In the 2005 film Cinderella Man, director Ron Howard and actor Russell Crowe resurrected the idea of what it means to be an unforgettable fighter with the portrayal of James Braddock, a mediocre heavyweight champ yet a man who staged a comeback that reflected his times, the Depression. After Braddock, there was Joe Louis, remembered for a victory over Nazi Germany's Max Schmeling in a 1938 rematch that was followed by world war.

Then there was Mike Tyson, who won't be remembered as a great fighter, yet is -- and I suspect always will be -- unforgettable for the crazy, profligate ways in which he represented the excesses of the late 1980s and 1990s.

Now, there is Pacquiao, a quiet Filipino who unlike Tyson would never assume he knows it all. Pacquiao's humility is a match for tough times in a world struggling to find ways to combat a lousy economy. There's no way to bully or trash-talk your way out of a nasty recession, although you would never know it from listening to the me-me-me Mayweathers.

Only the cool and collected Pacquiao throws punches and takes the very few that have landed over his past two bouts. But he always speaks as though he doesn't do it for only himself. He thanks instead of mocks the loser, who after all is a business partner. Next to the Mayweathers, Pacquiao's evident selflessness looks and sounds quaint. But during times when a lot of people have been humbled, Pacquiao's humility works. Also, it's echoed by Roach.

"You know, I'm only the best trainer in the world because I have the best fighter in the world," said Roach, who predicted a KO within three rounds before Pacquiao knocked down Hatton three times within two rounds in his first bout at 140 pounds.

From bout to bout, that Pacquiao humility is the definition of a fighter always looking to learn. There's been some talk that Pacquiao has only improved since his loss in 2005 to Erik Morales in the first of their three fights. I'm not sure that's accurate.

There was an evident plateau in a so-so decision over Marco Antonio Barrera a couple of years ago. Pacquiao wasn't spectacular on that October night in 2007, but the lesson plan in defensive tactics was played out perfectly with in-and-out, side-to-side movement that he has used with such effectiveness since then.

The guess here is Pacquiao, now 30, will surprise us again with even more new tricks against a long list of dangerous possibilities, also including Sugar Shane Mosley and Edwin Valero. Mayweather, the leader in the pound-for-pound debate, looms as Pacquiao's defining fight if all of the details can be worked out. In at least one Las Vegas sports book, the speculated fight already is listed as pick'em.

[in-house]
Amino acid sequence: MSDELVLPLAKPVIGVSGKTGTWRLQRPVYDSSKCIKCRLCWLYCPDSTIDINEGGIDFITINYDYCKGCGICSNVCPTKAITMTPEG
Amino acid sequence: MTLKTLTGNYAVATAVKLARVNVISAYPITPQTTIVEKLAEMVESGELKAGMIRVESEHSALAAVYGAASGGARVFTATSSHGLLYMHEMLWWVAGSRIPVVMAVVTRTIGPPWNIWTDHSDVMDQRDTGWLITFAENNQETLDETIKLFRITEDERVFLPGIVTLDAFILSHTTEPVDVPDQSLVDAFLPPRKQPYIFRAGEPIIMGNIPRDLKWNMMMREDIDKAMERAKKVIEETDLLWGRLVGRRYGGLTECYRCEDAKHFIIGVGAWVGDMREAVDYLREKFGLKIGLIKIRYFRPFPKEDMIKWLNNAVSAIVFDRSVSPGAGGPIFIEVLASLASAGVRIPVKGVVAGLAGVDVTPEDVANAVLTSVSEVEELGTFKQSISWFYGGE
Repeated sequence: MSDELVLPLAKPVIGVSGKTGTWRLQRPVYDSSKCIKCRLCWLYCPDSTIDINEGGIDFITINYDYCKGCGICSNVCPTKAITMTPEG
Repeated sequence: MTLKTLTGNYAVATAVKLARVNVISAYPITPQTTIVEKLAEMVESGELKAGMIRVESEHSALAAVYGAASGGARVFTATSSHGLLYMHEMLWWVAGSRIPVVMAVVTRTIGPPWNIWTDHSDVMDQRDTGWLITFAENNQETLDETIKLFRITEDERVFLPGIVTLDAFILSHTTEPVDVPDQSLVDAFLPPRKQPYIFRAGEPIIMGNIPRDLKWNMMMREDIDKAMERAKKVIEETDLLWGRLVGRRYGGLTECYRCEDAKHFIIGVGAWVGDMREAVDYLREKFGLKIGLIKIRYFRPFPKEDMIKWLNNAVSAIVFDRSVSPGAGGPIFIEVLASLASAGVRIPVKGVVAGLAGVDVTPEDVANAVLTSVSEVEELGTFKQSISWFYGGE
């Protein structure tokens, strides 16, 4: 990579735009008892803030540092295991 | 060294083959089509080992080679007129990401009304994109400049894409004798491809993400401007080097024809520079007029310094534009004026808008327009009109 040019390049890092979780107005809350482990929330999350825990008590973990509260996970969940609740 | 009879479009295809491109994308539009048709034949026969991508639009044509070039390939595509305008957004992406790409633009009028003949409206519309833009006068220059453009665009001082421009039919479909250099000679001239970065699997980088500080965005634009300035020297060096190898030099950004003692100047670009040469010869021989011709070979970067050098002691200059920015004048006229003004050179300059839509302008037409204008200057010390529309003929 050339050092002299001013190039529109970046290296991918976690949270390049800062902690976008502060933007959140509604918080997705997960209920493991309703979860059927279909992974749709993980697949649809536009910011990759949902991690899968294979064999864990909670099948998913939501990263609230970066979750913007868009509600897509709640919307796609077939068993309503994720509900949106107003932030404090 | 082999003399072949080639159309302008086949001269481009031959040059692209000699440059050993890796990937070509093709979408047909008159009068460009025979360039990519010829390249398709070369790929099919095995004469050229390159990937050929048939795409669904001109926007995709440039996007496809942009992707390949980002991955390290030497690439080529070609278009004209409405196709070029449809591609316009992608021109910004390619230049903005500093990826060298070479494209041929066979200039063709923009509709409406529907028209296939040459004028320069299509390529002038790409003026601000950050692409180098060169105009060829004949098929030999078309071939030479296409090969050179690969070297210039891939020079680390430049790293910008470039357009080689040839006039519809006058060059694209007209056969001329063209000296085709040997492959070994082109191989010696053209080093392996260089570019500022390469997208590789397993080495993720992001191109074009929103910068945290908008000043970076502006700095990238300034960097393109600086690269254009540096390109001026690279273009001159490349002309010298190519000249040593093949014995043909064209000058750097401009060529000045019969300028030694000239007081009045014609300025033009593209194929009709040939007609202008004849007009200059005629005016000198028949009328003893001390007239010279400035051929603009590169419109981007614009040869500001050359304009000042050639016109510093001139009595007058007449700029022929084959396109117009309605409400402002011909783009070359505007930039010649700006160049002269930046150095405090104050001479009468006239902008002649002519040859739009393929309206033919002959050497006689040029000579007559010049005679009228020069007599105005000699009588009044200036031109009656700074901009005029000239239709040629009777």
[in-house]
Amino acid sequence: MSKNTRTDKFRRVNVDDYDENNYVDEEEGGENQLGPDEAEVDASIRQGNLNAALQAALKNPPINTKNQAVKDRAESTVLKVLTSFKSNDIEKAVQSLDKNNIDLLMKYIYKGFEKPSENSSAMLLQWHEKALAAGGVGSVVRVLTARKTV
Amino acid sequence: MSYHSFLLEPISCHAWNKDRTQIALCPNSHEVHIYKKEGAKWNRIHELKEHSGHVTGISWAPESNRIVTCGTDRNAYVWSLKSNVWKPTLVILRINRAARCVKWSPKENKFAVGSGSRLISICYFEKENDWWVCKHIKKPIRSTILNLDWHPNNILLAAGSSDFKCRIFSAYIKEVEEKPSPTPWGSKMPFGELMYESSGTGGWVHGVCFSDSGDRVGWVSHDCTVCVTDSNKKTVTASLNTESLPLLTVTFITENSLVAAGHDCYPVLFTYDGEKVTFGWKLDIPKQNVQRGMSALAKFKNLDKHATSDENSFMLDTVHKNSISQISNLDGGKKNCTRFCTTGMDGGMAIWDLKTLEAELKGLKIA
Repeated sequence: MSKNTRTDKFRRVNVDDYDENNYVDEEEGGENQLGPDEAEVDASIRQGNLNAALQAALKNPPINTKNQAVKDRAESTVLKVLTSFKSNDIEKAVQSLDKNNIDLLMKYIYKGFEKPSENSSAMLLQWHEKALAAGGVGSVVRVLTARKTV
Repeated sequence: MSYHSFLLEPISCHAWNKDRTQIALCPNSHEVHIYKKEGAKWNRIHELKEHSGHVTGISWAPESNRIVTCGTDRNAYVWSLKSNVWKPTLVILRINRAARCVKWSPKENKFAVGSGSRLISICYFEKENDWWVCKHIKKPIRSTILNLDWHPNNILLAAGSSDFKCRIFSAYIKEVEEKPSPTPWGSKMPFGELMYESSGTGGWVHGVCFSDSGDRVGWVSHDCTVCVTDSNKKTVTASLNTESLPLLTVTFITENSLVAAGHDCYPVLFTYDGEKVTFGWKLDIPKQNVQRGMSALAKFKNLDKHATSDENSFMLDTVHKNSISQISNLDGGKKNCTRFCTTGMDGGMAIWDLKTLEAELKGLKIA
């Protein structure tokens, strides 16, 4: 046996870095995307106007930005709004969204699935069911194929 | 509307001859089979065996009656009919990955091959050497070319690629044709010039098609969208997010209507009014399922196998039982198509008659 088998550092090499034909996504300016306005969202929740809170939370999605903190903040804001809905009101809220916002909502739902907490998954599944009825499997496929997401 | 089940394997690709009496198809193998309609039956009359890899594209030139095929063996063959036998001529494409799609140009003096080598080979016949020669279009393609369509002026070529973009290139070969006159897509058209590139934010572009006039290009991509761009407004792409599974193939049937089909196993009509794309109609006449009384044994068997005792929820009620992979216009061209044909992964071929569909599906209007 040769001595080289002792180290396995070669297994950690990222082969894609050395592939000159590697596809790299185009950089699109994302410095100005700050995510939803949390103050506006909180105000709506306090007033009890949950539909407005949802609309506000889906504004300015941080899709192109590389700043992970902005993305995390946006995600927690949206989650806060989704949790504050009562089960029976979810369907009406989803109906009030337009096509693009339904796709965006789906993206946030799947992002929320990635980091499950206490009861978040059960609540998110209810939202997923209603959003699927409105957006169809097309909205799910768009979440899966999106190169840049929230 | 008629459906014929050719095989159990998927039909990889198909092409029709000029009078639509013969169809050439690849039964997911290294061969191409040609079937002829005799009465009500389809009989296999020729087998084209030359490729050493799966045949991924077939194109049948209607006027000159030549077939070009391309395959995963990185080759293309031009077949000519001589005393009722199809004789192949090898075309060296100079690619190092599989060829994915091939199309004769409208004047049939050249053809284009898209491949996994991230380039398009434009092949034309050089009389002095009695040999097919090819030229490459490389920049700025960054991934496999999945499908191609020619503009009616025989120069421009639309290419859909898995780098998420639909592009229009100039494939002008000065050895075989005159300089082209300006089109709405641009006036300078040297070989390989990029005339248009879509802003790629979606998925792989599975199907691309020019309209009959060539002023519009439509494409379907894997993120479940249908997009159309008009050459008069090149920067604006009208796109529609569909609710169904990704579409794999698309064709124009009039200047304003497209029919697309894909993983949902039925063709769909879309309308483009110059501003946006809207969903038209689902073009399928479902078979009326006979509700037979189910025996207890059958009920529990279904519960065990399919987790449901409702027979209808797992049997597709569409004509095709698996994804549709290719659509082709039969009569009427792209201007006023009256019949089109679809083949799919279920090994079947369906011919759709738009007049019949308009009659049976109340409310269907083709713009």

First, Mayweather has to get past Juan Manuel Marquez on July 18 in a bout announced Saturday despite some confusion about the contracted weight. Marquez said they had agreed on 143 pounds, give or take a pound. Mayweather adviser Leonard Ellerbe would only say "it was a welterweight (147-pound) fight.

The Mayweather-Marquez winner presumably moves on to Pacquiao, although I'd like to see Pacquiao face both, regardless of what happens on July 18 at Las Vegas' MGM Grand. Marquez lost a split decision in March 2008 in the rematch of a 2004 draw with Pacquiao. But the fight was close and the post-fight debate remains unresolved. A lot people still believe Marquez won. There's only one way to resolve that one, although I suspect Pacquiao would prefer to move on and beyond Marquez, who might be that one fighter with the right style to stop his ascent.

Meanwhile, the Mayweather possibility is the piece that could complete Arum's vision of a masterpiece if -- and there are at least couple of those -- Pacquiao can beat Cotto and perhaps Mosley at a catch weight a few pounds lighter than 147.

But negotiations for Mayweather-Pacquiao look problematic at best. Arum said last week that he would not deal with Mayweather representative Al Haymon. Arum did say that he would bargain with Golden Boy promotions CEO Richard Schaefer.

In announcing the Mayweather-Marquez fight, Schaefer acted as Mayweather's promoter and even staged an argument with Golden Boy owner Oscar De La Hoya, who spoke for Marquez. It looked like a gimmick. But if it means Schaefer will speak for Mayweather in negotiations with Arum, it's pretty good gimmick. Maybe even an artistic one.